“What a horrifyingly garish sight,” I said to my friend as we surveyed my Christmas tree last year. We had just finished decorating it and my eyes were sending messages to my brain, like, “Hey, this is really tacky.”
Truth is, the décor I had accumulated after years of city dwelling in my sassy twenties looked awfully out of place in my humble Vermont cabin. What I once thought dazzling – glitter-coated icicles, a miniature disco ball, a purple-feathered bird with jeweled eyes, flocks of shiny gold and green balls – now looked as out of place as a pink flamingo at my bird feeder. Even the duck decoy my great uncle carved seemed to give the gaudy fiasco an alarmed stare. Such a tree no longer belonged in my world.
Looking around my cabin – at the milkweed on the window sill, the dried Canada lily stalks by my window, the turkey feather on my bookshelf – I had an idea. Why not lavish my tree with favorite things – things I find along my walks?
After selecting a bunch of woodsy items for my tree last year, I thought I’d share some of my favorites.
Ferns and Pods
There are a variety of dried plants awaiting your picking. Ferns, especially sensitive ferns and ostrich ferns, are particular favorites of mine. Now in their seeded-out glory, pull these ferns out of the ground with as much stalk as you can; this will make them easier to stick in among your trees’ branches.
I like to hollow out a handful of milkweed pods and placed them so they are cupping individual lights on the tree. If you have a tough time aligning a pod to a light, you can use gardeners’ yarn to tie the stalk of the milkweed to a branch to get it right where you want it. Alternatively – if you’ve got some time and a lot of patience – individual pods can be cut from the stalk and glued to individual lights. Exercise common sense: if you’ve got old-fashioned lights that burn hot, this is probably not a good idea.
The dried flowers of goldenrods will add texture to your tree, while a few twigs of beech, with orangey leaves intact, add color.
Clammy ground-cherry seed pods can still be found along some riverbanks this time of year. These Japanese lantern-like pods are now a light brown and transparent, and you can often find a stem with an entire row of lanterns neatly lined up.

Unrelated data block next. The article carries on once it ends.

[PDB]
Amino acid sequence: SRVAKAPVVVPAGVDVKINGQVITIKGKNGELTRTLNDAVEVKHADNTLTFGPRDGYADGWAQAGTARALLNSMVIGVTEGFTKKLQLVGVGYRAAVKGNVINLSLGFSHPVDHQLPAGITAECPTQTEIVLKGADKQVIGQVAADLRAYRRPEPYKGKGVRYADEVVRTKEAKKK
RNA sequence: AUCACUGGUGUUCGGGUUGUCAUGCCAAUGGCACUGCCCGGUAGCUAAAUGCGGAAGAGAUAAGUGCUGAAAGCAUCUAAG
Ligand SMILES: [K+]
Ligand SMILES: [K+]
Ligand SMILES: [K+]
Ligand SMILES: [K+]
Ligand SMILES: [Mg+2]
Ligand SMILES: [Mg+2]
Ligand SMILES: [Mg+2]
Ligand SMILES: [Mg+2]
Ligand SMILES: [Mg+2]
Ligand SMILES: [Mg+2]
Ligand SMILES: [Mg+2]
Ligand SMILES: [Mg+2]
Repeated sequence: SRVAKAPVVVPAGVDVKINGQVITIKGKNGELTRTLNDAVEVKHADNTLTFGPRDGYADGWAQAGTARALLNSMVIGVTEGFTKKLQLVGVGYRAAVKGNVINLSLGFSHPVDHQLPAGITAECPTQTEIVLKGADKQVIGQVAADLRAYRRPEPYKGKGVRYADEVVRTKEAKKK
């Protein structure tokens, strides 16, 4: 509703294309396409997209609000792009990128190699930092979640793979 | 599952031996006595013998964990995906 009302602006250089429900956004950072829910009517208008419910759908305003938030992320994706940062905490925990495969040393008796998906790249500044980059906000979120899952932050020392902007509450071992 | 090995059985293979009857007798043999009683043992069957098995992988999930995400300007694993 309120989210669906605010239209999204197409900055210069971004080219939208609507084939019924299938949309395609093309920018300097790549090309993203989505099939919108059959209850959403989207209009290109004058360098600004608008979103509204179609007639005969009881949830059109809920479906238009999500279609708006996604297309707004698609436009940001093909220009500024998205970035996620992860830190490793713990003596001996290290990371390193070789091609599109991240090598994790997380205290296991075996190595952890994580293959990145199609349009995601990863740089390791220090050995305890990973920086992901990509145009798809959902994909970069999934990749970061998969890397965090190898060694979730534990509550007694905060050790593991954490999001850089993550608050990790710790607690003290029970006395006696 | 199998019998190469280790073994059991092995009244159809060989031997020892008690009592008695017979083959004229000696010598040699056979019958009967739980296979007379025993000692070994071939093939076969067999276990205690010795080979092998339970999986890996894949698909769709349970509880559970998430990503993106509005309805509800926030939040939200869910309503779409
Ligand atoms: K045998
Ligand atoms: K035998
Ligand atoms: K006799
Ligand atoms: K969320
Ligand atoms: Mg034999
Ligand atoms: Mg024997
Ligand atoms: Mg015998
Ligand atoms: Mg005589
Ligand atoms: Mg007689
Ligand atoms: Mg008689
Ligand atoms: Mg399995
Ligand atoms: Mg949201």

I prefer their natural colors, but if you want a little shine, you can spray-paint these plants gold or silver.
Now I love strings of popcorn twirling up the tree as much as the next gal, but there are wild vines that can make interesting substitutes. Virgin’s bower and bur cucumber can be found entwined among thickets and plants along woods edges, streambanks, and fencerows.
Untangling these vines from the plants they’re gripping can be tricky. It’s best to gently tug the vine in segments, un-entwining as you go, rather than trying to rip it out in one go. Plan your transport of these delicate vines ahead of time. If you have to hoof it pretty far, bring a large garbage bag in which you can store the vines loosely. If you’re able to drive up to the vines, plan on laying them across your backseat or in the trunk.
Highbush cranberries are one of my favorite red fruits to spot in the dead of a snow-white winter. These berries, along with winterberry and mountain ash, can be found all winter long, and a few sprigs of them add a nice dose of color to your tree.
If you’re unfortunate enough to see the woods around you tangled in bittersweet, you can at least make temporary good of this invasive by clipping sections of the plant to decorate your tree. While the plant is an aggressive invasive, the berries are pretty. Be sure to throw them in the woodstove or discard them in a plastic trash bag after the holiday so the seeds don’t germinate in your compost pile.
While this décor a la Mother Nature suits my taste, I still can’t resist tradition … and glitter. I will still place colored lights throughout the branches, top my tree with a glittery silver reindeer, and string dried star fruit around and around the boughs. A sparkly owl, a ceramic kitten, and mini-stockings for my cat and dog will all be placed on the tree again this year.
If such natural decorations whet your whistle, make haste: many of these goodies are far more difficult to pluck and pull from the earth once the snow stacks up.
Meghan Oliver is the assistant editor at Northern Woodlands magazine. Photo courtesy US Department of Agriculture. The Outside Story is assigned and edited by Northern Woodlands magazine and sponsored by the Wellborn Ecology Fund of New Hampshire Charitable Foundation: firstname.lastname@example.org.
The essay first appeared on the Adirondack Almanack on Dec. 13, 2012.